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Concord man returns to prison six months after violent domestic dispute

  • Joshua Gebo, exits the room after his plea and sentencing hearing Wednesday at Merrimack County Superior Court. GEOFF FORESTER / Monitor staff

  • Joshua Gebo leaves after his plea and sentencing hearing on October 24, 2018 at Merrimack County Superior Court in Concord. GEOFF FORESTER—Monitor staff

  • Joshua Gebo leaves after his plea and sentencing hearing on October 24, 2018 at Merrimack County Superior Court in Concord. GEOFF FORESTER—Monitor staff

Monitor staff
Published: 10/24/2018 4:18:07 PM

A Concord man with an extensive criminal and substance abuse history was kicked out of drug court Wednesday and sent back to prison for violating the terms of his probation, in part, because of his latest arrest in April for domestic violence.

Joshua Gebo, 30, was sentenced to 3½ to seven years in state prison for violating his probation in a drug possession and distribution case that resolved in late 2017 when he was accepted into the Merrimack County Drug Court and, therefore, given suspended time with the understanding he complete the program. But in the few months that Gebo was a drug court participant, he failed to follow through with required treatment, continued to test positive for drugs and, in April, was arrested again following a violent dispute with an intimate partner whose 11-month-old child was nearby.

Concord police responded to the Morning Star condominiums at 173 Loudon Road that evening for a report of a domestic dispute. The victim told police she had tried to leave her residence to meet her mother when Gebo became upset, temporarily restrained her inside a bedroom and threatened to burn the place down, according to court documents. He lit a pair of boxers on fire, placed them on the carpet in front of him and said, “we’re all going up,” according to a police affidavit.

Assistant Merrimack County Attorney Kathleen Broderick said during Wednesday’s sentencing hearing that the victim later described the look on Gebo’s face as “hypnotized or creepy.”

Gebo was wanted in April on a warrant issued by the court for failure to appear and for absconding from drug court. He was ultimately taken into custody on the warrant as well as multiple felony charges, including criminal restraint, reckless conduct and domestic violence criminal threatening – all three of which he pleaded guilty to Wednesday as part of a plea agreement reached with prosecutors. In exchange for his plea, other felony charges to include arson were dismissed.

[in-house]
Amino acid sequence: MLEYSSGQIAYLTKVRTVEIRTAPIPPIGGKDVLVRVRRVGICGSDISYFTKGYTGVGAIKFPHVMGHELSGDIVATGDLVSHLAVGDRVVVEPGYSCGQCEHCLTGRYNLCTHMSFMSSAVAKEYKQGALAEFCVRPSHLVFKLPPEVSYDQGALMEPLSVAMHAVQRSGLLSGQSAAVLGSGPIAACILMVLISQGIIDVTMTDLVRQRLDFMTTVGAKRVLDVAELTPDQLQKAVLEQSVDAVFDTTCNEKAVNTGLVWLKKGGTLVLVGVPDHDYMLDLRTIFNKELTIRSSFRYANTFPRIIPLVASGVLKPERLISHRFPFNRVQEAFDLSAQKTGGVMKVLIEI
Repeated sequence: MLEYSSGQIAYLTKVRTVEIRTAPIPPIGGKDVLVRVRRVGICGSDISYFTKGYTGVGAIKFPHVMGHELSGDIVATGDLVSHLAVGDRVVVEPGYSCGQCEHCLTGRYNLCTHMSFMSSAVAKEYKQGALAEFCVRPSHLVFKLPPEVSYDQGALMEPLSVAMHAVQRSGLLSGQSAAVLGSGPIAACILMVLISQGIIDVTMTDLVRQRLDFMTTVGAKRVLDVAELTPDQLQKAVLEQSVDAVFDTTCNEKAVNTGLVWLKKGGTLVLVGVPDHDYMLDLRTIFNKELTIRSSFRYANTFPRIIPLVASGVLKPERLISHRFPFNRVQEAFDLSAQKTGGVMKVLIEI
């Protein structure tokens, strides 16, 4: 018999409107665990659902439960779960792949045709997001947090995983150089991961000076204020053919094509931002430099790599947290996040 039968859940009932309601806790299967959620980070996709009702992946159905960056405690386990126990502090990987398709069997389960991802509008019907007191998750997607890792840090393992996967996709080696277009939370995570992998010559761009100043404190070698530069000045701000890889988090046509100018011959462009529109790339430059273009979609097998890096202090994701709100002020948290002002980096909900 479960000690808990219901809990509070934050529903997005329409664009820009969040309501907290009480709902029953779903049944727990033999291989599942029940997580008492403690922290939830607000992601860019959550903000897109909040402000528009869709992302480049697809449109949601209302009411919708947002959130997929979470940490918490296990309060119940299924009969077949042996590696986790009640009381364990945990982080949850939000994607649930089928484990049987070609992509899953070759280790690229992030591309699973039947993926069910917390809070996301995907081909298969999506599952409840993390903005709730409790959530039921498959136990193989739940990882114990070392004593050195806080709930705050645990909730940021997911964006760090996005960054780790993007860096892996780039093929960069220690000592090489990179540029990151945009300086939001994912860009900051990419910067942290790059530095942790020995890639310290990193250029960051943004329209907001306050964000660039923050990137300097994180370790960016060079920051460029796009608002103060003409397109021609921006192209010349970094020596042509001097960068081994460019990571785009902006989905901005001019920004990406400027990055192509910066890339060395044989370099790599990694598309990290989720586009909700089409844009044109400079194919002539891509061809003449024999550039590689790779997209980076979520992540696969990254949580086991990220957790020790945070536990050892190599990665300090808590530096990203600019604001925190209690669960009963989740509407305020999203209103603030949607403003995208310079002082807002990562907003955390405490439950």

He received a consecutive three- to six-year state prison sentence, all suspended, in the domestic violence case.

“I’m sorry for how my conduct hurt your life, both emotionally and physically,” Gebo told his victim, who chose not to attend the hearing. “I apologize for traumatizing you and for scaring you in the way I did.”

Gebo also acknowledged in his prepared remarks to the court that he had not been completely honest with the drug court team but said the experience taught him a lot and that he is not giving up on his long-term recovery.

Defense attorney Emma Sisti said Gebo was given the opportunity one year ago to better himself but he was not yet of the mindset to receive it.

“I don’t think he was ready to acknowledge the problems that would befall him when he came out,” she said, noting that he’d been incarcerated for a significant period of time and wasn’t ready to accept help.

Since Gebo’s latest arrest in April, he has made a conscious decision to take full advantage of the county jail’s drug treatment and counseling offerings and to stay clean, even when drugs were accessible to him behind bars, Sisti said. She noted that drug court didn’t fail him; rather, it opened his eyes and made him rethink his life decisions.

Sisti had recommended a two- to seven-year sentence for Gebo with court-ordered work release when the state’s Department of Corrections deems him eligible to make that transition from full-time confinement to daytime employment. Conversely, Broderick asked the court to impose a four- to seven-year sentence and take up the request for work release at a later date.

Broderick went into extensive detail about Gebo’s criminal history, which includes convictions for first- and second-degree assault, simple assault, theft, forgery, disobeying an officer, shoplifting and drug possession. She said he had a significant amount of prison time hanging over his head this April and yet that did not deter him from placing loved ones at risk of serious injury.

After considering the arguments from both sides, Judge John Kissinger Jr. took the middle ground, handing down a term of imprisonment more in line with the state’s request while also recommending work release for Gebo at Sisti’s request.

“Even though he’s not going to continue in drug court, the fact that he can continue to draw upon those experiences, I think, is a good thing,” Kissinger said, noting Gebo’s addiction struggle was evident to him early on.

While crediting Gebo for his recent work in jail to achieve recovery, Kissinger also said he could not ignore the violent acts of domestic violence.

“That day was also the product of dangerous decisions made by Mr. Gebo,” he said.

Gebo began serving his sentence Wednesday and will receive credit for more than 200 days already served while awaiting the resolution of his case.




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